KANCHANABURI – Pol Maj Gen Suranit Phrombut said on Friday that he will summon Phra Wisutthi Sarathera, also known as Luang Ta Chan, of the notorious “Tiger Temple” for questioning about multiple legal complaints related to alleged wildlife trafficking and forest encroachment.
He said police are gathering evidence and questioning witnesses and waiting for the results of tiger DNA tests before summoning the 61-year-old abbot, saying he has to answer to many accusations.
Meanwhile representatives of the Abbot maintain that he had nothing to do with the alleged abuse and illegal trading of tigers and animal parts. They blamed subordinates and other temple officials.
Siri Wangboongerd, a spokesman of the temple in Kanchanaburi, 200 kilometres west of Bangkok said the templeâ€™s tourist trade is managed by other people and not by the abbot.
The abbot was spotted riding a golf cart on the grounds on Thursday but he declined to take questions, his representatives said he had a heart condition that made it inconvenient for him to talk to reporters.
Police were present at the conference as observers. The abbot has not been charged with any crime.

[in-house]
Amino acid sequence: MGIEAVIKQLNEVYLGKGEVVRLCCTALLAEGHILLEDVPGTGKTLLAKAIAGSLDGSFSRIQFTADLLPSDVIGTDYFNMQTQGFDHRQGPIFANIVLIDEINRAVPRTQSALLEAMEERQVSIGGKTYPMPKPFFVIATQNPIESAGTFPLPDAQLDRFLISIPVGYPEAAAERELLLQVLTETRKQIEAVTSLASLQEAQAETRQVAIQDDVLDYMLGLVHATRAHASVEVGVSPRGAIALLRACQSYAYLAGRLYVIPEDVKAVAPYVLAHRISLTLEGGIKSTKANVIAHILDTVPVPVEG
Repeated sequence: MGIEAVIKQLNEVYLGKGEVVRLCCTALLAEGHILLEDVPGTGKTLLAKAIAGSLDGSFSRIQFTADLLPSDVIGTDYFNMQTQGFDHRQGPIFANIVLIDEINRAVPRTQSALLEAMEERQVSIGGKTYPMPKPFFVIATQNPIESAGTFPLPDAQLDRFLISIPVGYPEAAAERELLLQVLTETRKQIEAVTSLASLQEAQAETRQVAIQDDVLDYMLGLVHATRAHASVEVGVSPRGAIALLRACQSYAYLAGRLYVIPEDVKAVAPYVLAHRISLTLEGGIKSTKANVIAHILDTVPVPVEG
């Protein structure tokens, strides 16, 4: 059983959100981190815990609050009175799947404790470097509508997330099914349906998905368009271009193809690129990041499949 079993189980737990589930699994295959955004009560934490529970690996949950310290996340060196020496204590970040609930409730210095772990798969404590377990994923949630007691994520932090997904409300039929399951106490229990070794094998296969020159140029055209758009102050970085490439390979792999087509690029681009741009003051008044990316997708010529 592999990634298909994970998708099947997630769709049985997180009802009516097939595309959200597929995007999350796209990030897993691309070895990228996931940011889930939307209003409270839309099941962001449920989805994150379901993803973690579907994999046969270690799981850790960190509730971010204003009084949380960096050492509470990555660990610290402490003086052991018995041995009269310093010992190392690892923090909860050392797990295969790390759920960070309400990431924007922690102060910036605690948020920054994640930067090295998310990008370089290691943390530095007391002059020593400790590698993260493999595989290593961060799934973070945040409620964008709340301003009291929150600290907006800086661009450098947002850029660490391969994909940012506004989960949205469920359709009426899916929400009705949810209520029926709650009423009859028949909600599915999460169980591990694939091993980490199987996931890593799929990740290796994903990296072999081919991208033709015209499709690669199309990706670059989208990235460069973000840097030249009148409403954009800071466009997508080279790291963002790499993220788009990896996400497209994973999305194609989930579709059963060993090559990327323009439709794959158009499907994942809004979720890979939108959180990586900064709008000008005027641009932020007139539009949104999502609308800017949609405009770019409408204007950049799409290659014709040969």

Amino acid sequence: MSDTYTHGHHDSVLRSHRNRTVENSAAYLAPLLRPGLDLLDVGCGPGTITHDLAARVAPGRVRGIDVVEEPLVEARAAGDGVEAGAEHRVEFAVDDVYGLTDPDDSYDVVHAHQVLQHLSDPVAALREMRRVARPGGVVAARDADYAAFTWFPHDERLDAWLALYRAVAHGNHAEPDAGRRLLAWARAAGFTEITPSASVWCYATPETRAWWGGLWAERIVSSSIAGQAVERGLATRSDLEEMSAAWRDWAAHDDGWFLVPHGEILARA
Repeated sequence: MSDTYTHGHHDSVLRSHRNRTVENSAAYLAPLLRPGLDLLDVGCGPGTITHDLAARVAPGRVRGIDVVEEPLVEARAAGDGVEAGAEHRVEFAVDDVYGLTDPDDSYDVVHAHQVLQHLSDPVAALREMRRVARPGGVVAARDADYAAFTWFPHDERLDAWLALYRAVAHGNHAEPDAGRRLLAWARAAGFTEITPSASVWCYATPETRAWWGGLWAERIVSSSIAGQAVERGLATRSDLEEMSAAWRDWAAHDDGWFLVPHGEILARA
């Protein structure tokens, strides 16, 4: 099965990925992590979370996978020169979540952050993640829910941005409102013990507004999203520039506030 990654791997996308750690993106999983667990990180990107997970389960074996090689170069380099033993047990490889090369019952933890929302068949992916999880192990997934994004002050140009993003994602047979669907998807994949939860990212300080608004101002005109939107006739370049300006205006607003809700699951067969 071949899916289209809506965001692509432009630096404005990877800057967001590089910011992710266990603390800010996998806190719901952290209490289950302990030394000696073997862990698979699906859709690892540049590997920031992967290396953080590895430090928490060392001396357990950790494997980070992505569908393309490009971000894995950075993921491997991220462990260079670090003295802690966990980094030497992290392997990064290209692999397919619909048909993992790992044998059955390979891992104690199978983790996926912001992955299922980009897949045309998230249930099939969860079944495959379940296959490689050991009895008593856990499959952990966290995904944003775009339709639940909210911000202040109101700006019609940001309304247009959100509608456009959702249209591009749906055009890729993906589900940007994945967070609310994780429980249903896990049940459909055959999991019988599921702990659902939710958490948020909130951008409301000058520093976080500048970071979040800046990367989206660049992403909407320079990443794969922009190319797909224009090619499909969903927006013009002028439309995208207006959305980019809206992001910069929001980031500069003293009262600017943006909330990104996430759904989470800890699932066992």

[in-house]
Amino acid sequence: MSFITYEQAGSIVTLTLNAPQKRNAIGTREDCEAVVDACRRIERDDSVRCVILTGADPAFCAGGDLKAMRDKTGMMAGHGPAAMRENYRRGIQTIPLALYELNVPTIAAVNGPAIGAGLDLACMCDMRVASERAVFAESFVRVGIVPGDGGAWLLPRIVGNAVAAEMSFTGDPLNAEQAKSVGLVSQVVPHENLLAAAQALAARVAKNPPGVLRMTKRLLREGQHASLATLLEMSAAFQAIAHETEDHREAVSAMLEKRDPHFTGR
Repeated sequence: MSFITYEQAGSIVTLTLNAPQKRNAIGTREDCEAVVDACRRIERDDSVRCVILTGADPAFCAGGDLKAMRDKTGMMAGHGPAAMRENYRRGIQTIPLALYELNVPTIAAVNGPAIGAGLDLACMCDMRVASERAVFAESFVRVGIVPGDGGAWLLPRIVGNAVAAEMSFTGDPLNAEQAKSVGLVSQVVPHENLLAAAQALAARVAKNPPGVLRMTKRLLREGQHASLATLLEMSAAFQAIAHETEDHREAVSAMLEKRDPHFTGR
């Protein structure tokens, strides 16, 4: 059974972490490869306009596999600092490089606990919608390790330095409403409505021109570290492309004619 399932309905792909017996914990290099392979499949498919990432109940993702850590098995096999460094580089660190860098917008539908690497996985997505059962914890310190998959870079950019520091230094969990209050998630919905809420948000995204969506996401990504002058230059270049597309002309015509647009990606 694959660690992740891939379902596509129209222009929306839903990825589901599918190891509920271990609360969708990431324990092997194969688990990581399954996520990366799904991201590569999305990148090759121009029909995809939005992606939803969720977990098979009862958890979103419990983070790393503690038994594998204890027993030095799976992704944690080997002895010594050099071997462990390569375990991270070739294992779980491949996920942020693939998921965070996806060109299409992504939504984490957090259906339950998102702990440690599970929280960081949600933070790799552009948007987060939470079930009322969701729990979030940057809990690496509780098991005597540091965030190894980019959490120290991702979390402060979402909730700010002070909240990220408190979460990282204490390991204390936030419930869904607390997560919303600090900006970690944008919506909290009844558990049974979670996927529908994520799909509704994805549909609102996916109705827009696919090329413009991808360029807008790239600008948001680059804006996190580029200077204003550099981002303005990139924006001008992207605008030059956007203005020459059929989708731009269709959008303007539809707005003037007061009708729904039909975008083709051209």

Pol Maj Gen Suranit said that so far, people associated with the Tiger Temple, officially known as Wat Pa Luangta Maha Bua Yannasampanno, faced 11 legal complaints.
Many people are alleged to have been involved including a monk who was the secretary to the abbot, and charges would be pressed against them, Pol Maj Gen Suranit said.
Pol Col Supitpong Pakjarung, vice-chairman of the Wat Pa Luangta Maha Bua Yannasampanno Foundation denied Phra Wisutthi Sarathera had anything to do with the tiger cub carcasses and talismans and other discoveries made at the temple.
He also said he had resigned from all positions at the temple and the foundation and that Siri Wangboonkerd, a former Thai Rak Thai MP, would succeed him. In any case, the construction of a zoo at the temple would continue, the Bangkok Post reported.
Meanwhile, the Buddhism office of Kanchanaburi reported on Friday that 15 monks and one novice remained at the Tiger Temple and were conducting routine Buddhist activities.
On Tuesday, police discovered a slaughterhouse and tiger holding facility that they believe was linked to the temple and used in a suspected animal trafficking network.
Animal rights activists have long accused the temple of mistreating its tigers. The government suspects the monks at the temple have been involved in illegal breeding and trafficking of the animals. The temple resisted previous efforts to take away the tigers but relented last week after police obtained a court order.
A day after seizing the tigers, police stopped a monk and two other men in a truck leaving the temple with two tiger skins and a suitcase with tiger teeth.